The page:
Remember Galatians 5.22-23? I’m sure you do. The last fruit listed is self-control, and it’s probably the most important fruit when it comes to using technology. It may well be that you struggle to change your environment – you need a laptop and phone for work, and the unmissable Line of Duty is on the BBC tonight – but these devices are tools, and as such, you are their master. You decide which tabs to open, which websites to visit, when to call, what to watch. That’s you, no one else. You can’t blame the tech when it’s your fingers pressing the buttons. If you find your life atomising into smaller and smaller chunks – five minutes here, three minutes there, one minute here, comment, scroll, click – then you have a responsibility to take charge. It may be difficult but it’s not impossible. How is God speaking to you today? What is he saying?


Concentration


In the Thesaurus, the following words are associated with “concentration.”


• Contemplate

• Consider closely

• Meditate

• Focus

• Put mind to

• Study


None of these words sits comfortably with digital technology.


The ability to resist the atomisation of our daily lives has a direct effect on our spiritual health. Having cleared a way through the distractions to sit quietly before God, what is going on in our heads when we finally close our eyes? A mind which has become used to jumping constantly from one thing to the next finds it hard to stop jumping.


But somehow, we HAVE TO stop jumping. It’s essential.


There are no shortcuts with God. You cannot download him, nor are there spiritual satnavs, revelatory icons or digital answers to prayer. We human beings are no more advanced than Elijah outside his cave, or David in the temple. We haven’t “evolved” into more spiritual beings. We are just the same.


Alone in a room. Eyes closed. Sitting with our God in the silence. No data will ever change that.


The great spiritual writers of the past talk about the journey of the soul. The spiritual disciplines – challenging and demanding though they may be – train us in meditation on the Word and intercession. They urge us to make sacrifices, to prioritise the inner life whatever the cost. Concentration is hard to master at first, but with practice, it can improve.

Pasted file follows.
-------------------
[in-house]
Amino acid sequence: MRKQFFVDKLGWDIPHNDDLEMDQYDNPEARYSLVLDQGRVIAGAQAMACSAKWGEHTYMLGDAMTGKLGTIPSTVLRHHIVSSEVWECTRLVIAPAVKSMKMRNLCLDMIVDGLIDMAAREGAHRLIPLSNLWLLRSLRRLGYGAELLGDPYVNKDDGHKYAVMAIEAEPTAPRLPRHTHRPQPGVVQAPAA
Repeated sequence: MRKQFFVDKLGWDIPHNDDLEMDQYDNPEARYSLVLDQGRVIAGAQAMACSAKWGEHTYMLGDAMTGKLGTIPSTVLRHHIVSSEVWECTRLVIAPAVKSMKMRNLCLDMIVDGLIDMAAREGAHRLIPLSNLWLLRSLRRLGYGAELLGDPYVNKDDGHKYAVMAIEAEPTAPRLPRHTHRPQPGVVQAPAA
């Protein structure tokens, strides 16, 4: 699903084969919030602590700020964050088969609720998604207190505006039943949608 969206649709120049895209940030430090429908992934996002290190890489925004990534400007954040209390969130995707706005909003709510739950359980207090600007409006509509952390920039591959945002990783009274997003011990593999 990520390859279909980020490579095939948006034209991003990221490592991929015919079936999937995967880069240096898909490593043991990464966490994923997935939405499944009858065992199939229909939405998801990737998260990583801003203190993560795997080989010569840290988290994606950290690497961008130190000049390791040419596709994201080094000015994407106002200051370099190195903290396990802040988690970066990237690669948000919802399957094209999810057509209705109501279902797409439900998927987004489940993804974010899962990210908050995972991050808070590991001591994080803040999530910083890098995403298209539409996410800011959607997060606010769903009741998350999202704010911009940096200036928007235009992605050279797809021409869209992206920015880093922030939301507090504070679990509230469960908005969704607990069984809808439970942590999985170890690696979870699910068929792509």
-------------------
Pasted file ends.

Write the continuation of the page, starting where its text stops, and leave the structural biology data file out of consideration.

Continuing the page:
Not only does technology not help us, it has the potential to damage our concentration. At some point on the road, it is necessary to assess how well we are able to concentrate and to discard whatever is hindering our progress. If John Bunyan were writing today, I have a hunch one of Christian’s challenges would involve a struggle with a digital giant!


Should we shun technology? Not at all. In fact, as I end, I’d like to recommend a couple of apps. My favourite is Lectio 365. (Thank you, Pete Greig.) Ten minutes of quiet reflection which sets me up for the day. I have also used The Bible in One Year by Nicky Gumbel. You probably have your favourites too.


I am not against technology. I am just conscious of its effects, especially on my inner life with God. I hope you are too. When I struggle to concentrate, I find my digital life challenged and sometimes found wanting. If you do too, then perhaps today is the day to make some changes. For a start, turn off those notifications. All of them. Consider each moment a precious gift from God, so that the very act of scrolling causes you unease.


Remember, you are not your own. And you do not belong to the big tech companies, though they will do their best to drain you of every second you have. You are God’s child, called to serve him joyfully and gratefully each day. It’s incumbent upon you and I to make wise choices, since every second counts.


Every second of the day, lifted up in worship to our God.